The first day of July

It’s the first of July, and apparently one hundred days since lockdown began. Truly a Lost Year.

Except, my mornings lately start like this: I stir to some indie classic (or soon-to-be classic) on BBC 6Music, and feel comforted by the familiar warmth of Chris Hawkins’s voice.

A short while later I am stirred by just enough motivation to swing my legs out of bed and head upstairs, where another radio is playing the same station. Crucially they are both DAB and so there is no syncopation as I move up the stairs.

In the kitchen I boil the kettle. I’ve filled it the night before, so that my very first action in the kitchen is flicking the switch and not trying to carefully decant a litre of water from one vessel into another. As the sound of boiling water rises, I get out the things I need to make breakfast and – if I didn’t make it the night before – a packed lunch for M.

Today it’s granola, yogurt, coffee, rocket leaves, tomatoes, mozzarella, and some Tupperware boxes.

I assemble all of this and then take breakfast and coffee downstairs, where I spend the next 30-40 minutes sipping coffee, chewing mouthfuls of yogurty granola, scrolling Twitter, occasionally noting down the name of a song on the radio, and chatting on and off to M as she gets ready.

She leaves at 7.30 or so and I spend another half an hour scrolling or reading or sipping coffee until I decide I have the motivation, like this morning, to go out for a run.

When I went to sleep last night my legs had a warm ache from running in VivoBarefoot shoes that morning. Not pain, just a dull acknowledgement of having used muscles I don’t use every day. I am trying to acclimatise to these new shoes and my muscles and tendons are slowly adjusting.

When I woke this morning, the dull tiredness remained, and I just caught myself before saying out loud to M that I didn’t think I had a run in me this morning. “Wait until you’ve had your coffee. Woken up a bit,” I told myself.

Sure enough, not long after 8am, I am out the door and putting the pavements of West Hampstead and Hampstead under my shoes. My ASICS this morning – my muscles and feet thankful for the added support, such to the degree that they propel me faster and more smoothly along the roads than I could have hoped for this early in the day, even as we ascend Arkwright Road towards Hampstead high street.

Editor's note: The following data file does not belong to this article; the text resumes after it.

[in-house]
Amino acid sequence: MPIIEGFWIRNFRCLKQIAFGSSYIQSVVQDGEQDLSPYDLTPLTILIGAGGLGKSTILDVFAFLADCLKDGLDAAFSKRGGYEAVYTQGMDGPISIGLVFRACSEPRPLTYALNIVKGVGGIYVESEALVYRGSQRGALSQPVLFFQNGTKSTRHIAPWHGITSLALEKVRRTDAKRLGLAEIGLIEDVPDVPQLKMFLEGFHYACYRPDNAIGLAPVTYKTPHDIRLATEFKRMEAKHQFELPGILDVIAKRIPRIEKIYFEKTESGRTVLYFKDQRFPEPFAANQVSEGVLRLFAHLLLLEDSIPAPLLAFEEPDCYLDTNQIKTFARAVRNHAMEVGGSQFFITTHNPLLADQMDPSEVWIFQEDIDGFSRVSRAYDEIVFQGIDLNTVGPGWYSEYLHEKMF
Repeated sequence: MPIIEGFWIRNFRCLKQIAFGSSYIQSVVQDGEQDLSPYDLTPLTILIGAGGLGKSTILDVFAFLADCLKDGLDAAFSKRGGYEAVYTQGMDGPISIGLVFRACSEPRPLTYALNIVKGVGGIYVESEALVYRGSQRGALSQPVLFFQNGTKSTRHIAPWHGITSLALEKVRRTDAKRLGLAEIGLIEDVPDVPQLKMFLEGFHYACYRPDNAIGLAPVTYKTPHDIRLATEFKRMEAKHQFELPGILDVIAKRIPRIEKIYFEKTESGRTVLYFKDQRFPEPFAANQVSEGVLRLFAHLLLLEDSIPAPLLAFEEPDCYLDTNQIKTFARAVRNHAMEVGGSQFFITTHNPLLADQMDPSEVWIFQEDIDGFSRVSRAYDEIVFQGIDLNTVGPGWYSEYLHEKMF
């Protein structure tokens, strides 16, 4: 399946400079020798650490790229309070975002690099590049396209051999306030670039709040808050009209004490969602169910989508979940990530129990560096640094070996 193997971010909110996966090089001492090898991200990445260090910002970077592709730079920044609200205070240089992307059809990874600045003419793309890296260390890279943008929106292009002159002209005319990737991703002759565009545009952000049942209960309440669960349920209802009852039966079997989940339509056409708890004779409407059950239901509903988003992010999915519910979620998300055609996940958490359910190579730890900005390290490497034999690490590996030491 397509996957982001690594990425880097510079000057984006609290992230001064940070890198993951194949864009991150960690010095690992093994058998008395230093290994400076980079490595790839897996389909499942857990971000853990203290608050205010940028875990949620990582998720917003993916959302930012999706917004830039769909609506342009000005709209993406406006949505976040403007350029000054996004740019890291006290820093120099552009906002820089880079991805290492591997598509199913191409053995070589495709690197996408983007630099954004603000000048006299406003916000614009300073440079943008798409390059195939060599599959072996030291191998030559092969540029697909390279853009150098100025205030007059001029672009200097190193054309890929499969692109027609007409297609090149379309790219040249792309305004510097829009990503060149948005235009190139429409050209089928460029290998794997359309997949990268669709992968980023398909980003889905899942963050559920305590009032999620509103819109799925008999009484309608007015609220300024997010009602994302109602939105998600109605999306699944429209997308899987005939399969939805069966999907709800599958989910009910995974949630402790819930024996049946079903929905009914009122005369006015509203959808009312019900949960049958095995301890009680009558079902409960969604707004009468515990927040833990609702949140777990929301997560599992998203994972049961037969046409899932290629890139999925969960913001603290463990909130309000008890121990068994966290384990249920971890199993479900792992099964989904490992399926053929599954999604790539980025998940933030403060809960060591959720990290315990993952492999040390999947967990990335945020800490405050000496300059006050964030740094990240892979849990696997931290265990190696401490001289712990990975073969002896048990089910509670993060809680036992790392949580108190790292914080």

The weather is good for a morning run. The sun peeks out from fluffy, fast-moving clouds. There is a light breeze, and an attendant freshness to the air.

Someone on the podcast I am listening to, an American, uses the word clique in a sentence, but he pronounces it ‘click’ as Americans do. I spend the next twenty seconds thinking that the words cheque and clique must have a kinship, and then I find myself unable to remember if Americans spell clique as click. Surely not, I think, but then, cheque/check?

I stop occasionally, to cross roads, to allow pedestrians a wide berth, or to catch my breath. But my legs need less time to recover, and this morning I discover that, pushing off, I don’t so much limp and lurch forward as slightly bounce back into my jogging, and then running, pace.

This small, unexpected burst carries me forward a few steps further and I settle into a decent rhythm. I am later told by my running apps that my pace was decent. Very much so for a morning run, when my muscles aren’t fully warmed up, or my joints sufficiently oiled.